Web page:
“I don’t believe in closure,” said Allen, 71, a semi-retired life insurance agent and middle school substitute teacher. “I don’t believe you get over it. I believe you learn to live with it.”
This time of year, memories are easily stirred by images of Santa Claus, colorful wrapping paper and happy children. For those who have lost loved ones, those once-merry recollections may trigger pain or anxiety.
“You start getting that panicky feeling: ‘Oh, the holidays are coming,’” said Jeanette, 70, a pre-K teacher at Oklahoma Christian Academy in Edmond. “I don’t like to go in the stores and hear the Christmas music.”
“That’s why God invented Amazon,” Allen suggested.
At age 8, April Wiederstein required open-heart surgery.
Afterward, the doctor told her parents she needed to be physically active. So they signed up April and her brothers — Brent and Heath — for YMCA co-ed sports teams.
“So she’s dribbling the ball down the court, and I said, ‘April, shoot!’” Allen recalled. “And during halftime, I went up to her and said, ‘Sweetheart, if you get a chance to shoot the ball, go ahead and shoot it.’”
She looked up at him and smiled.
“Dad, I’m a dribbler, not a shooter,” she told him.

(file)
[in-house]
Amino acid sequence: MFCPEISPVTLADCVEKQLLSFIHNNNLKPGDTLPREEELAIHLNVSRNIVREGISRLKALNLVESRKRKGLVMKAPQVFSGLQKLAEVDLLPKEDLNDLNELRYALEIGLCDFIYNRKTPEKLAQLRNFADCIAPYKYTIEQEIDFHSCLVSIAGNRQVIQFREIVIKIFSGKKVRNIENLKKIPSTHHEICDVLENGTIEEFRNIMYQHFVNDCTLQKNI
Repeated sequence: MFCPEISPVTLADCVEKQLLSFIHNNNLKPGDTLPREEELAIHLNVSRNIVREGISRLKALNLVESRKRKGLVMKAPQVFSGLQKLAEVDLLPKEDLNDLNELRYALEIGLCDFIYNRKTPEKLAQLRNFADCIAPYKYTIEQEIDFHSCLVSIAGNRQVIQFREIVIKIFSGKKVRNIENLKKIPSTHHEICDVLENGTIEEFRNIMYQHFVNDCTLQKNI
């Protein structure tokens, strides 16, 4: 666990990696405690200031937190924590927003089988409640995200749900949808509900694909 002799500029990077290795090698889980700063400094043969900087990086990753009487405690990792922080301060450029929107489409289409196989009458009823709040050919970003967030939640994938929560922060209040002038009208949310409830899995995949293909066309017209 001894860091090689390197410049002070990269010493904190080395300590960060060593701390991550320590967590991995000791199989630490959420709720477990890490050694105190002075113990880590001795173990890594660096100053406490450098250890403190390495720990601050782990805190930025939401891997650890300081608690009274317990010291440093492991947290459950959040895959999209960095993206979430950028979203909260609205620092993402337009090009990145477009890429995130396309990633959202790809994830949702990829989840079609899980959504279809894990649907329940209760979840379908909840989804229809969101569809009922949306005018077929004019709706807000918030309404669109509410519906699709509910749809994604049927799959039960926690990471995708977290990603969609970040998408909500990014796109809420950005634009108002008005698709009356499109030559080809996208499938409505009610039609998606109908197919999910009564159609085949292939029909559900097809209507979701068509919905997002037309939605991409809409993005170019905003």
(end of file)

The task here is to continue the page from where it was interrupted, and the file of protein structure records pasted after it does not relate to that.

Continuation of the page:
Another time, her father pulled an envelope out of the mailbox and exclaimed: “$475!”
“What is it, Dad?” April asked.
“It’s the stinking electric bill,” he explained.
“Oh, I thought you was a winner!” she replied.
Allen still chuckles at the little moments that remain so fresh in his mind.
Years later, a grown-up April was living again at her parents’ home. At 31, she was divorced, caring for Hunter and his 16-month-old brother, Clay, and unwell: She needed gallbladder surgery.
April went into the hospital for the surgery but never recovered. She developed a septic infection and died three weeks later.
Before her June 12, 2003, passing, Allen and Jeanette had trained to serve as facilitators at The Kids’ Place, a faith-based support group for children mourning a loved one.